For the moment don't worry too much about the vessel design itself. Find a reasonable plan on-line for a "pond-racer" (there are loads, and the marblehead class is probably a good one to go for). You'll probably find that you'll need a few iterations before you get a boat that will reliably sail a straight course (Autopilot stage 1). A few more iterations for tacking and gybing (Autopilot stage 2) and a few more again before you can autonomously sail a given triangle (Autopilot stage 3), and a few more again before the boat will autonomously beat to windward. Get that working on a pond, then you can start looking at bigger lakes and open sea. Again, starting small and working up to longer passages, in presence of a chase-boat.

    You will also need to consider GPS (which is easy but will consume power, so you may wish to switch it off when a fix is not required) and some form of wind-vane, preferably at the mast-head, which will give you a way to set the sails. Sattellite communication is fine, but you may find a 3G dongle or even wifi would be effective on lakes and in-shore, and again, would simplify your setup.

    Hope this helps, feel free to e-mail me any further questions you have,

    Tim B.
  10. Petros
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    Petros Senior Member

    I agree with Sharpii2 comments, all out performance is not as important as durability and survivability. this is no to much a speed race as one of durability. A very simple sail rig with as few elements to get tangled or caught on debris.

    I would consider a single junk rig, with a short and stout cantilevered mast. A stout and deep weighted keel so it self rights quickly, as large a hull as is reasonable for your power requirements. Minimize all external protuberances so it will collect less junk and will more quickly right itself without picking up weeds or other trash from the ocean. Consider it has to be durable enough to survive storms, waves, crashing beaches, repeated capsizes, etc. without any repairs or assistance.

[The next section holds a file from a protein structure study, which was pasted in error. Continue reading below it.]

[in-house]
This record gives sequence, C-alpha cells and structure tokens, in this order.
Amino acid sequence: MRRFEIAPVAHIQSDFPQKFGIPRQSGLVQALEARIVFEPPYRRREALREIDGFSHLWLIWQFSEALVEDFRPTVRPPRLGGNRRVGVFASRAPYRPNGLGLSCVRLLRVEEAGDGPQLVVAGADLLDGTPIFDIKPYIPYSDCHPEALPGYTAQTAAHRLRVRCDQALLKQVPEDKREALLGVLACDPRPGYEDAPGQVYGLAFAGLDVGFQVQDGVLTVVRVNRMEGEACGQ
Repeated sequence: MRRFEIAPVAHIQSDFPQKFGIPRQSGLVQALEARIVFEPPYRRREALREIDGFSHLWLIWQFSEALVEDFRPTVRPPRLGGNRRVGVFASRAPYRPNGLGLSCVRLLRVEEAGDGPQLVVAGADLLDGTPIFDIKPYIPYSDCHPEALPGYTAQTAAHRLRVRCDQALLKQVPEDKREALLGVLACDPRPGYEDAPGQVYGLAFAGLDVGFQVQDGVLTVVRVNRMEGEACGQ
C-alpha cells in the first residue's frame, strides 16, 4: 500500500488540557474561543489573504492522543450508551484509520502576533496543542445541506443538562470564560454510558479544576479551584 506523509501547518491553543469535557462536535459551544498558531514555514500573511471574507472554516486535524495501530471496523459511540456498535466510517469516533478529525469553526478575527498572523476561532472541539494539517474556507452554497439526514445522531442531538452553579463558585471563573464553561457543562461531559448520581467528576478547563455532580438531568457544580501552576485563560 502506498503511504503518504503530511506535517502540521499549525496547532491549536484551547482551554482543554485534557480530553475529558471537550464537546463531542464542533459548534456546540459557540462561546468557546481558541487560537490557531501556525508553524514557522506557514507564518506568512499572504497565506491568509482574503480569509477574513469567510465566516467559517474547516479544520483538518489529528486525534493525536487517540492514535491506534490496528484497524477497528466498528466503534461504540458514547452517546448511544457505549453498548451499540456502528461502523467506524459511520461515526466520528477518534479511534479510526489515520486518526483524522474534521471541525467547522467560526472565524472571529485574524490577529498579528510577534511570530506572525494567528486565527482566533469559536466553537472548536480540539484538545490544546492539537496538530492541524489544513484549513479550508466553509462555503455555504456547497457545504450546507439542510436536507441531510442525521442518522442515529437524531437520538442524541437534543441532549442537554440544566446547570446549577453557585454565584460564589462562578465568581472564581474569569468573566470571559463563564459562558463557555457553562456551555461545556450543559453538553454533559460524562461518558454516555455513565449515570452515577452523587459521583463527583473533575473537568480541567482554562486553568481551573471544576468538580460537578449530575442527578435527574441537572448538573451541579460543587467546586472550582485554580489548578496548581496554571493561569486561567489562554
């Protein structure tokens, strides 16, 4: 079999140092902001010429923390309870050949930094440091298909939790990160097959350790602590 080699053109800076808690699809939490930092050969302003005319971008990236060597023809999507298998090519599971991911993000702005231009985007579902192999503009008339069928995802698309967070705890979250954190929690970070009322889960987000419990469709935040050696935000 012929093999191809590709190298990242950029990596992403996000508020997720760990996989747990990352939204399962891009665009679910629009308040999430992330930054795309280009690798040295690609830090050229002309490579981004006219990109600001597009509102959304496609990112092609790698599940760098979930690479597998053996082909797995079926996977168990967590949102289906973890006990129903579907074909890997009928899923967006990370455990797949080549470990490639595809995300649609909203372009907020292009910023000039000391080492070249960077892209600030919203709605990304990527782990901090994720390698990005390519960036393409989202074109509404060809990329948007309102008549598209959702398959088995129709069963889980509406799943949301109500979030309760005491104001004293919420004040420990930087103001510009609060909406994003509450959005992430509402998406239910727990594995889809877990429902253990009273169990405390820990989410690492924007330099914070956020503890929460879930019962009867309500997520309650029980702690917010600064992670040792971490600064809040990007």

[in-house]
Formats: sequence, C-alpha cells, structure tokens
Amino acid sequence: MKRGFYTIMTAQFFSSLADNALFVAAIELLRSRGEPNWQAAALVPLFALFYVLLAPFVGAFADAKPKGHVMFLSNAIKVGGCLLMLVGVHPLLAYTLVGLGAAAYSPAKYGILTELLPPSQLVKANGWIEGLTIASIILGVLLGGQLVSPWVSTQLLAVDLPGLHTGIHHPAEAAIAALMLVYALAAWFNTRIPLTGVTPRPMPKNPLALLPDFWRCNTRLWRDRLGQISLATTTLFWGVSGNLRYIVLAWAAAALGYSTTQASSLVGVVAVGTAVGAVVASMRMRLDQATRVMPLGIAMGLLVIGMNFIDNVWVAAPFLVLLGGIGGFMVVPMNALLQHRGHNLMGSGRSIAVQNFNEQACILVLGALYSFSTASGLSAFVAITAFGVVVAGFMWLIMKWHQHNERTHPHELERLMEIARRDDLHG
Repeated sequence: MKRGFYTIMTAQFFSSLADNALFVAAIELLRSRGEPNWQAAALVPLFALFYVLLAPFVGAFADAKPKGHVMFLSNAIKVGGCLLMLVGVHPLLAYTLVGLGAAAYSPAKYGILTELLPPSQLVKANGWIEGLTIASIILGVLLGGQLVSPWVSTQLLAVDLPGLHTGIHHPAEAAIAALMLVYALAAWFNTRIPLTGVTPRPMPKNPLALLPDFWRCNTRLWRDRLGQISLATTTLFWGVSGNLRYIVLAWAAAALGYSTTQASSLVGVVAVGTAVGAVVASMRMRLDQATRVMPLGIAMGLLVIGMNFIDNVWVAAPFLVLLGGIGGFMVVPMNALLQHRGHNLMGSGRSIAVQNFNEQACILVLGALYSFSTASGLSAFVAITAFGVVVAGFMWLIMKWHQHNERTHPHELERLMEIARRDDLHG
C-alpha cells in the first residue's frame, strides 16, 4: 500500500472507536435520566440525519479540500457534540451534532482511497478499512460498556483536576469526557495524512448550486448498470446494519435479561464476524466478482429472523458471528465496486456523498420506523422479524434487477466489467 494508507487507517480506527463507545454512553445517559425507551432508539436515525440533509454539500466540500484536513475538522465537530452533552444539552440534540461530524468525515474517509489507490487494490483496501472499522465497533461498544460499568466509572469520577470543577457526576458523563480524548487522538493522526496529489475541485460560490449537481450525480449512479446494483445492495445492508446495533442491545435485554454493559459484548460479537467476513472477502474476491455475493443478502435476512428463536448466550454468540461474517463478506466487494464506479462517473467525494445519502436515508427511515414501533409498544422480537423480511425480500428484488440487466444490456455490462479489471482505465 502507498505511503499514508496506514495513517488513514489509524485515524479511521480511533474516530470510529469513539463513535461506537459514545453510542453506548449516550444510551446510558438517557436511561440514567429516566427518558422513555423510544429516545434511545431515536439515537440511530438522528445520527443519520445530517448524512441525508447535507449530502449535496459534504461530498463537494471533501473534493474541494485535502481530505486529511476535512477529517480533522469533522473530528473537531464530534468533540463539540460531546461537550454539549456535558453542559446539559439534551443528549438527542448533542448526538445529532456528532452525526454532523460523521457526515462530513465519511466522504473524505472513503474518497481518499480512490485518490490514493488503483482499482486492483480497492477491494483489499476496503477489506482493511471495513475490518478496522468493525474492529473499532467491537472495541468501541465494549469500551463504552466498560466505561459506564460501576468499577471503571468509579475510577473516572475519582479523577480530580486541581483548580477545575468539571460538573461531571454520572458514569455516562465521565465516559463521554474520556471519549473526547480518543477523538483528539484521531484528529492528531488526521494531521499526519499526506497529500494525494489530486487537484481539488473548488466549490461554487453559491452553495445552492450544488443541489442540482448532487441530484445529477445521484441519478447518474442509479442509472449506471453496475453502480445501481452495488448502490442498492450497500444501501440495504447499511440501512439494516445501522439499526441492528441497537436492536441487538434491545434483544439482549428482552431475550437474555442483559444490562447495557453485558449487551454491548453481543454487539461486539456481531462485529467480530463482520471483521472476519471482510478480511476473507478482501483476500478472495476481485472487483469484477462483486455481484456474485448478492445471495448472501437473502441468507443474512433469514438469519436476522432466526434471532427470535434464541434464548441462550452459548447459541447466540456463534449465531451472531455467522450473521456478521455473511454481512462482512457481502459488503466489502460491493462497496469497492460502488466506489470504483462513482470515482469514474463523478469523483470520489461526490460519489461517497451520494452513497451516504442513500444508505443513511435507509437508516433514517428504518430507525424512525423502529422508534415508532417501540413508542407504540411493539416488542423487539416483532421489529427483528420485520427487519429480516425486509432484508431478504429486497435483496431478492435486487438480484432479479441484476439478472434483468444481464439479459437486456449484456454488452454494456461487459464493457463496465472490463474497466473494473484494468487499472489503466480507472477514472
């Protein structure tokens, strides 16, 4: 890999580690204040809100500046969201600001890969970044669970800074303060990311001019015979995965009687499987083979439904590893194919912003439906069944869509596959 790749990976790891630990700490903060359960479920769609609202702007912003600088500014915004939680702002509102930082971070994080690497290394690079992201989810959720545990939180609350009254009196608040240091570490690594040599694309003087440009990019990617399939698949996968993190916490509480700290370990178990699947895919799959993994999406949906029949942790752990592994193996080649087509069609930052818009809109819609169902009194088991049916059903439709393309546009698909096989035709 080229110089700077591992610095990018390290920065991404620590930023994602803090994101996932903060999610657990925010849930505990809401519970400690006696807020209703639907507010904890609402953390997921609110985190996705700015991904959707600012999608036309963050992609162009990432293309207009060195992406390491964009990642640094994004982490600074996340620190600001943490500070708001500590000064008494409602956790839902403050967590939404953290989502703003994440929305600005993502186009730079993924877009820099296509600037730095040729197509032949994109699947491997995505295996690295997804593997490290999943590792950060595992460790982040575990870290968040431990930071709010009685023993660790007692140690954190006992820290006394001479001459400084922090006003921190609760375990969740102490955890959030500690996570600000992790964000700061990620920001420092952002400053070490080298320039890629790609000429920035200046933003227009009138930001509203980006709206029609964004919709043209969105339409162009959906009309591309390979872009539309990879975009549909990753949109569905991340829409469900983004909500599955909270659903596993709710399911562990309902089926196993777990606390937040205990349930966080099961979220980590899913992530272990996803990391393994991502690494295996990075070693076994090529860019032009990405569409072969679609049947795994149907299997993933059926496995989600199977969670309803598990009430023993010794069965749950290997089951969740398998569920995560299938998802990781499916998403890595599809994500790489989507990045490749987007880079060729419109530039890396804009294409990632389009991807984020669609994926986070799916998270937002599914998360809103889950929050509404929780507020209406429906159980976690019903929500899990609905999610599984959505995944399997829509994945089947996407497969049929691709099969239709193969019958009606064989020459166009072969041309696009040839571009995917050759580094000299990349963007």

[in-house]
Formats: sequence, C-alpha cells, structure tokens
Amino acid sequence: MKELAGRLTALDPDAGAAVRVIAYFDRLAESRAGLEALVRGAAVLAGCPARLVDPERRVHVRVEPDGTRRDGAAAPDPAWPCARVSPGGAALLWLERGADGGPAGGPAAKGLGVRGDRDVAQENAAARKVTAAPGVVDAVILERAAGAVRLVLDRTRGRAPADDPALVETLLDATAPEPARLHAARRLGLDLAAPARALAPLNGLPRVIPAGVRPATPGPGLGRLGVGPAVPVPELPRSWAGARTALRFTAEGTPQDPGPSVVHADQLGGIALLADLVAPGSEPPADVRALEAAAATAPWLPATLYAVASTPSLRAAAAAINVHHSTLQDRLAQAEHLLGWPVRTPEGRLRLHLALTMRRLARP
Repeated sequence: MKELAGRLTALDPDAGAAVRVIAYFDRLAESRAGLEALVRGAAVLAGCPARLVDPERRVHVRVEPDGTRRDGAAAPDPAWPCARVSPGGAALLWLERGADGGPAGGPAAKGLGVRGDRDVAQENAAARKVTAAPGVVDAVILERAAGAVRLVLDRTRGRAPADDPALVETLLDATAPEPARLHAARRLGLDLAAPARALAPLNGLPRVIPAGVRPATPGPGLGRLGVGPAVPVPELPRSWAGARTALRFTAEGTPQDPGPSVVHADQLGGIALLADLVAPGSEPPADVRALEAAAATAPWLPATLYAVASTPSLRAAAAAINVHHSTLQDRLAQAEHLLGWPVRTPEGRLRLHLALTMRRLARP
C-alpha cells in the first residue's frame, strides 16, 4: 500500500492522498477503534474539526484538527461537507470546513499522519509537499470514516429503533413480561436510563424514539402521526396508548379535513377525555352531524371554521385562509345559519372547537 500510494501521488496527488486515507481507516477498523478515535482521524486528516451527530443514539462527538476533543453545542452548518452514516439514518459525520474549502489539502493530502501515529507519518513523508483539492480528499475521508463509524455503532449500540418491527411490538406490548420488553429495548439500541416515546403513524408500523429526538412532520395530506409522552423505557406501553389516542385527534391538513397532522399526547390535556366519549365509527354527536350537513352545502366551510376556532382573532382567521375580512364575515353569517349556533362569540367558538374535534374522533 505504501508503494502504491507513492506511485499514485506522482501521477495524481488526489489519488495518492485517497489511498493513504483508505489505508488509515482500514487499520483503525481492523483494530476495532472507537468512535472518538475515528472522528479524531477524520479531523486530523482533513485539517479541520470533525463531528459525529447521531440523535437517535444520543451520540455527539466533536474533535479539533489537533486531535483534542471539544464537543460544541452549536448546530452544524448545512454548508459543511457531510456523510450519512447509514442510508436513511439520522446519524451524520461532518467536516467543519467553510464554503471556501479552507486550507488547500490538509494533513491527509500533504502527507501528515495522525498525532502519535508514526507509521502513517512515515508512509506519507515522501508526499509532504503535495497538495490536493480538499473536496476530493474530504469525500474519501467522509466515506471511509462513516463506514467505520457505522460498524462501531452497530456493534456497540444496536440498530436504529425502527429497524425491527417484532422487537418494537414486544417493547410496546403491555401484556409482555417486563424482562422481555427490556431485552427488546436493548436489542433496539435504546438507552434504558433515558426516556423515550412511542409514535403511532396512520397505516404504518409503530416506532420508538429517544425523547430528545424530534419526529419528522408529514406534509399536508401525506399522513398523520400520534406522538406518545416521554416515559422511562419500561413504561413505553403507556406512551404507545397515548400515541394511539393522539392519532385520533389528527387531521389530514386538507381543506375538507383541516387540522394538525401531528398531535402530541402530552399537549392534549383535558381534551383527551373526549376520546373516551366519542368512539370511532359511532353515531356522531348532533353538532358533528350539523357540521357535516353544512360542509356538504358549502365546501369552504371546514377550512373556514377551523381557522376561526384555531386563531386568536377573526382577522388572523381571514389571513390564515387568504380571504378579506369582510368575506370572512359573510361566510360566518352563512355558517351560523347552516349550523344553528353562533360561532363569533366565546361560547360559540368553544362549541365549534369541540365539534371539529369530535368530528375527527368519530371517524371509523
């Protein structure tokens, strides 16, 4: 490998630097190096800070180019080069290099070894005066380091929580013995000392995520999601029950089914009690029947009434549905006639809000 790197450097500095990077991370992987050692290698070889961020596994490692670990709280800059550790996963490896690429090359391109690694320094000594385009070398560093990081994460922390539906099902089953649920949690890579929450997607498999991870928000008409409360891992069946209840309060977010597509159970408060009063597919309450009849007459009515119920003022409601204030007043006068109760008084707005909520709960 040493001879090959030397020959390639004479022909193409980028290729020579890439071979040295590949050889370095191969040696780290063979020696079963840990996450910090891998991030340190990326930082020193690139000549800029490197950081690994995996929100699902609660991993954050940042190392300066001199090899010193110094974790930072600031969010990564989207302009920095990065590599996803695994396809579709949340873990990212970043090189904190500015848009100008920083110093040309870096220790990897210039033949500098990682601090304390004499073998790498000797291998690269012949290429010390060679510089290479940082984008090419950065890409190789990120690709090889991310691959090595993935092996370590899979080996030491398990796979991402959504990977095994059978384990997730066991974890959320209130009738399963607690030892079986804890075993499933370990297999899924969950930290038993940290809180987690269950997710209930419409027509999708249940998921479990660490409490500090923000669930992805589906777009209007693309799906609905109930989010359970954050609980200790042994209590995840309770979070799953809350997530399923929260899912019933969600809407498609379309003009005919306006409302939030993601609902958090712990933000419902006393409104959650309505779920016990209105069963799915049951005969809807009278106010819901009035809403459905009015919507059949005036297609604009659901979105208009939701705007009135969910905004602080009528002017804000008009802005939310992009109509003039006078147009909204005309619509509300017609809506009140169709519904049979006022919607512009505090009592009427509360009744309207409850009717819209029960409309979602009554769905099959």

Good luck
  11. nabberuk
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    nabberuk Junior Member

    thanks for the replies guys, just busy googling some of the terms! lol

    We have got plans in place for lots of testing, but would rather do it with a hull the same as the ocean going one. I'd like as little to change from the testing phase to final ocean going one.

    I'll reply back in a bit once i've decoded some of the terminology.

    thanks again!
  12. nabberuk
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    nabberuk Junior Member

    In simple terms what makes a hull stable? low centre of gravity being one.
  13. Tim B
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    Tim B Senior Member

  14. tspeer
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    tspeer Senior Member

    How do you propose to comply with the International Regulations for Preventing Collision at Sea (72 COLREGS), and in particular the section below?

    Section I - Conduct of vessels in any condition of visibility

    Rule 4
    Rules in this section apply in any condition of visibility.

    Rule 5
    Every vessel shall at all times maintain a proper look-out by sight and hearing as well as by all available means appropriate in the prevailing circumstances and conditions so as to make a full appraisal of the situation and of the risk of collision.

    Rule 6
    Safe speed
    Every vessel shall at all times proceed at a safe speed so that she can take proper and effective action to avoid collision and be stopped within a distance appropriate to the prevailing circumstances and conditions.

    In determining a safe speed the following factors shall be among those taken into account:

    By all vessels:

    the state of visibility;

    the traffic density including concentrations of fishing vessels or any other vessels;